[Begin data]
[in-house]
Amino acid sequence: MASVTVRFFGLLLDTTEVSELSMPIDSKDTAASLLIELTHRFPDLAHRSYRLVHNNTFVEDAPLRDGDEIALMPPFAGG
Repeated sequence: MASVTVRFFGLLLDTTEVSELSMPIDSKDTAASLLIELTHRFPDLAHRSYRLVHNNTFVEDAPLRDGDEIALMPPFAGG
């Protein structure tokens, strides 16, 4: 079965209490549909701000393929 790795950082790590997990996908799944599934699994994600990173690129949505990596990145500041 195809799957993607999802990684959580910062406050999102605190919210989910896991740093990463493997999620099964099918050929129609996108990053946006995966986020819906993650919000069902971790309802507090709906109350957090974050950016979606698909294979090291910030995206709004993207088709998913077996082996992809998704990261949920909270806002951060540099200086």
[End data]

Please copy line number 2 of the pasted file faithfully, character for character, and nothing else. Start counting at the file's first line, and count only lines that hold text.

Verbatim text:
Amino acid sequence: MASVTVRFFGLLLDTTEVSELSMPIDSKDTAASLLIELTHRFPDLAHRSYRLVHNNTFVEDAPLRDGDEIALMPPFAGG